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LCA responds to draft national reform

LCA responds to draft national reform

In response to today's release of COAG's draft legislation for national profession reform, the Law Council of Australia (LCA) has reiterated its stance that the profession's independence must be…

In response to today's release of COAG's draft legislation for national profession reform, the Law Council of Australia (LCA) has reiterated its stance that the profession's independence must be protected.

The release of the draft legislation comes in the lead up to formal consultation sessions to be held next month.

The LCA used its response to the draft to emphasise the profession's independence as a top priority, noting that any uniform system regulating the practice of law in Australia must protect the legal profession's independence and benefit consumers of legal services.

"As the collective voice of the Australian legal profession, we have previously made submissions to the Taskforce, and during this consultation period we will be placing particular focus on the composition of the National Legal Services Board and the proposed role of the National Legal Services Ombudsman and the independence of the profession," said LCA president Glenn Ferguson.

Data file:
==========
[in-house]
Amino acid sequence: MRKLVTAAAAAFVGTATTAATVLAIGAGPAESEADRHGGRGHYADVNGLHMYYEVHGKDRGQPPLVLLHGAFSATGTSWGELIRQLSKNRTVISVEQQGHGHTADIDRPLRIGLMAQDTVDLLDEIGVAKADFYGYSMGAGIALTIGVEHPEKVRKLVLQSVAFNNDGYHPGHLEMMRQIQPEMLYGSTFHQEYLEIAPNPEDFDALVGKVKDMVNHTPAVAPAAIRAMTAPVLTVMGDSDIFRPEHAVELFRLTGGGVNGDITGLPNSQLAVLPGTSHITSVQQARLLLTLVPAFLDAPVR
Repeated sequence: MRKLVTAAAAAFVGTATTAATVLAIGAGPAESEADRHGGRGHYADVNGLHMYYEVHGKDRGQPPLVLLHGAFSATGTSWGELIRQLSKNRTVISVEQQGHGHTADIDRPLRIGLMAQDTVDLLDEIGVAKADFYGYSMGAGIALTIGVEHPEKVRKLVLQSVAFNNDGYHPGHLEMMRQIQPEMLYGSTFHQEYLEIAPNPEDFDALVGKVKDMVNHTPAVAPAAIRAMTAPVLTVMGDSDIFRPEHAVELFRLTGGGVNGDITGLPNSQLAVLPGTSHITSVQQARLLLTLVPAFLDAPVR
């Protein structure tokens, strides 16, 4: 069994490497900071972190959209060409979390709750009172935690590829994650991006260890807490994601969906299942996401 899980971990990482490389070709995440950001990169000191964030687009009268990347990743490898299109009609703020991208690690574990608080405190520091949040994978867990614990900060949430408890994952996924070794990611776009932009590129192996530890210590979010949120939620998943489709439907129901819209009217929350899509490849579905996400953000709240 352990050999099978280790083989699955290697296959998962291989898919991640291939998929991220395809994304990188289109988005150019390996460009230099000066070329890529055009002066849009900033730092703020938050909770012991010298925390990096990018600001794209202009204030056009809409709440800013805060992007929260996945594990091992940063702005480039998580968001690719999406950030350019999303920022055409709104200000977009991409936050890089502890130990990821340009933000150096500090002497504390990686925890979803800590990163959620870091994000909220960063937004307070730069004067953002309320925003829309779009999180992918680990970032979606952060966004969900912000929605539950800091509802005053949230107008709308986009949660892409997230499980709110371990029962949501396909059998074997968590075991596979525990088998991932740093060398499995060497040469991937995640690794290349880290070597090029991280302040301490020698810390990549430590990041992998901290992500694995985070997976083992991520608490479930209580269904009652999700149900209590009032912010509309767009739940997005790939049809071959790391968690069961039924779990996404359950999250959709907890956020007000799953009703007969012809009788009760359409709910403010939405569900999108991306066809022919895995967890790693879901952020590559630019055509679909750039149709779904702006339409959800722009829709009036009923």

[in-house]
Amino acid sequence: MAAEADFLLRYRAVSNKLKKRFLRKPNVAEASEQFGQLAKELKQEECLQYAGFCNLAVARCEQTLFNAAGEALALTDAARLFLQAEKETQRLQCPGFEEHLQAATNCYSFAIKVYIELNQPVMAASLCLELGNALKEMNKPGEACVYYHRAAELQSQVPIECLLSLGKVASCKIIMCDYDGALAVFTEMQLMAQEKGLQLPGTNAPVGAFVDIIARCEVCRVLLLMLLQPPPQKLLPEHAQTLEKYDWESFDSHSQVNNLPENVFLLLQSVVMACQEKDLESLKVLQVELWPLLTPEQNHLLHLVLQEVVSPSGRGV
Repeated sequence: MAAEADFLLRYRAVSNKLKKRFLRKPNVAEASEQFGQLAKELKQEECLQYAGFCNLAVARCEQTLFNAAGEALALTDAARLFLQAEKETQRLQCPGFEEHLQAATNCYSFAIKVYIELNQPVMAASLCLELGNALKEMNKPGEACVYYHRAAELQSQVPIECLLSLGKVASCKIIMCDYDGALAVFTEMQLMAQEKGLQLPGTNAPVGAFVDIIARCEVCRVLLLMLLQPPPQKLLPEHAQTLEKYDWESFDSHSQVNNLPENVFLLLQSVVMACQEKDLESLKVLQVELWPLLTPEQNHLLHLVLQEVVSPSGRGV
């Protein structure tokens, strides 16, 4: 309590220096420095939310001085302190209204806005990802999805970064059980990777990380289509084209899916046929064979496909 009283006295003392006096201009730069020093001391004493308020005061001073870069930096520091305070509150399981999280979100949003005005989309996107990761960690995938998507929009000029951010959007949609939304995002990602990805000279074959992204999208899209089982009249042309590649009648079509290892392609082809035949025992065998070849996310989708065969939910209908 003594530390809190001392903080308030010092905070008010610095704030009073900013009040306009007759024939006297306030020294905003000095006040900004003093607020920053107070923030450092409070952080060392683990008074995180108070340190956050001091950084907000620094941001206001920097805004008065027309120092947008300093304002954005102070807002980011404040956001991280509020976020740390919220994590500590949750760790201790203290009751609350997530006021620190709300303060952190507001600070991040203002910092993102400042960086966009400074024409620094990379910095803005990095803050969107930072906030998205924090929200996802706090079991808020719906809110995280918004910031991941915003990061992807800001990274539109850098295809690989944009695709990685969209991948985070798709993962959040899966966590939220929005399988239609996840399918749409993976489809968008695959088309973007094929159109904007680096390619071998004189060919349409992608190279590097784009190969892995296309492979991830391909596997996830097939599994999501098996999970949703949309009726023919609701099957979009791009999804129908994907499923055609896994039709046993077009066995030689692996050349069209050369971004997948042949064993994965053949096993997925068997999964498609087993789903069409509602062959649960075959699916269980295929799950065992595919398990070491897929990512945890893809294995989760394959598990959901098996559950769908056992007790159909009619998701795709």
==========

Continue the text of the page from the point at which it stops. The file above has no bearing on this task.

"It is essential that any new national regulation system maintains the independence of the legal profession - and a vital part of having an independent legal profession is that its members set the standards of professional conduct and also play a part in the regulation of the profession."

"The size and composition of the proposed National Legal Services Board, the process for appointing its members and what that means for the independence of the legal profession is something that we will be looking at very closely," Ferguson said.

The LCA also voiced its approval of the proposals which will boost Australia's competitiveness in the foreign legal services market by breaking down the barriers that exist across jurisdictions.

"Disparate regulation of the profession creates a significant impediment to foreign lawyers working in Australia and impedes Australian lawyers' competitiveness in the international legal services market," Ferguson said.

"We are pleased with the proposals to provide a more transparent and flexible approach to the way overseas qualified and experienced lawyers are treated when applying for admission to the Australian legal profession.

"This should help to improve Australia's ability to attract high quality specialist lawyers, as well as enhance our ability to negotiate overseas for greater access to our lawyers to the international legal services market," he said.

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